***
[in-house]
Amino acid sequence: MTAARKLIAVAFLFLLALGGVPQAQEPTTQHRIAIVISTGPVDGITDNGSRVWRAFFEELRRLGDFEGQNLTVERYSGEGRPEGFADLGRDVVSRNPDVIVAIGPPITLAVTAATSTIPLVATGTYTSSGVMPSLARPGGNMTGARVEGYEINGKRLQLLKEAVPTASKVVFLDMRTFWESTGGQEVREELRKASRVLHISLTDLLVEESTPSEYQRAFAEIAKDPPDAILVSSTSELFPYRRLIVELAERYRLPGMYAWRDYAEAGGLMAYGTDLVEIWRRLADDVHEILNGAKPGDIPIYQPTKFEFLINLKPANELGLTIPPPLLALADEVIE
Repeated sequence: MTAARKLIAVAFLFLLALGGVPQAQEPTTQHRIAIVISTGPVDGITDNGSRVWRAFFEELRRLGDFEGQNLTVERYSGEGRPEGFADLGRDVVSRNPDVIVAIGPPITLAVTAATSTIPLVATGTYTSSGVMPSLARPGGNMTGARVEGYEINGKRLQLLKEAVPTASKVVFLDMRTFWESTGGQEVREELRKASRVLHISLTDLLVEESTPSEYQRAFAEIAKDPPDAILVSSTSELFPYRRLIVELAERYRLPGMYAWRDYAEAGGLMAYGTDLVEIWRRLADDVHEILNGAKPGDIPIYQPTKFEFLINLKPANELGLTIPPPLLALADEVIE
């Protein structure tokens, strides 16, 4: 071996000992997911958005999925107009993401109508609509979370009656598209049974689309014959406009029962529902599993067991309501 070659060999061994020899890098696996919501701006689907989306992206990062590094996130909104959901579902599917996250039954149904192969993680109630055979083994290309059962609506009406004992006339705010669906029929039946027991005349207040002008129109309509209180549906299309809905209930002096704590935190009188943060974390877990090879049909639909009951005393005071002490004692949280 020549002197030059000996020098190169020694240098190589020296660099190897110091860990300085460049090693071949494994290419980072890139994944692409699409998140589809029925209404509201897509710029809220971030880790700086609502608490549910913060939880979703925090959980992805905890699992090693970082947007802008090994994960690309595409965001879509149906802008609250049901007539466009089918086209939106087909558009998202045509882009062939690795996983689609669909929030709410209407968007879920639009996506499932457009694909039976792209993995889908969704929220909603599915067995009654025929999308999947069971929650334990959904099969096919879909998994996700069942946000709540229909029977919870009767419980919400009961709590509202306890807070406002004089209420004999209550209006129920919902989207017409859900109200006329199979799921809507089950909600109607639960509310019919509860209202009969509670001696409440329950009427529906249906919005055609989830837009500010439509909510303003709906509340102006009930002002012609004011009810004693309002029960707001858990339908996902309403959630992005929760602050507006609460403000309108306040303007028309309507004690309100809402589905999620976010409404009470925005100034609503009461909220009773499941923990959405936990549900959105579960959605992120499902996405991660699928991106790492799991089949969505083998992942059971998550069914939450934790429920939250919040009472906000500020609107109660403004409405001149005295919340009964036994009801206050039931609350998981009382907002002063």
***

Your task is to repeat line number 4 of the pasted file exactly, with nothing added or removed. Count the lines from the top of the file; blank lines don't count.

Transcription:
């Protein structure tokens, strides 16, 4: 071996000992997911958005999925107009993401109508609509979370009656598209049974689309014959406009029962529902599993067991309501 070659060999061994020899890098696996919501701006689907989306992206990062590094996130909104959901579902599917996250039954149904192969993680109630055979083994290309059962609506009406004992006339705010669906029929039946027991005349207040002008129109309509209180549906299309809905209930002096704590935190009188943060974390877990090879049909639909009951005393005071002490004692949280 020549002197030059000996020098190169020694240098190589020296660099190897110091860990300085460049090693071949494994290419980072890139994944692409699409998140589809029925209404509201897509710029809220971030880790700086609502608490549910913060939880979703925090959980992805905890699992090693970082947007802008090994994960690309595409965001879509149906802008609250049901007539466009089918086209939106087909558009998202045509882009062939690795996983689609669909929030709410209407968007879920639009996506499932457009694909039976792209993995889908969704929220909603599915067995009654025929999308999947069971929650334990959904099969096919879909998994996700069942946000709540229909029977919870009767419980919400009961709590509202306890807070406002004089209420004999209550209006129920919902989207017409859900109200006329199979799921809507089950909600109607639960509310019919509860209202009969509670001696409440329950009427529906249906919005055609989830837009500010439509909510303003709906509340102006009930002002012609004011009810004693309002029960707001858990339908996902309403959630992005929760602050507006609460403000309108306040303007028309309507004690309100809402589905999620976010409404009470925005100034609503009461909220009773499941923990959405936990549900959105579960959605992120499902996405991660699928991106790492799991089949969505083998992942059971998550069914939450934790429920939250919040009472906000500020609107109660403004409405001149005295919340009964036994009801206050039931609350998981009382907002002063």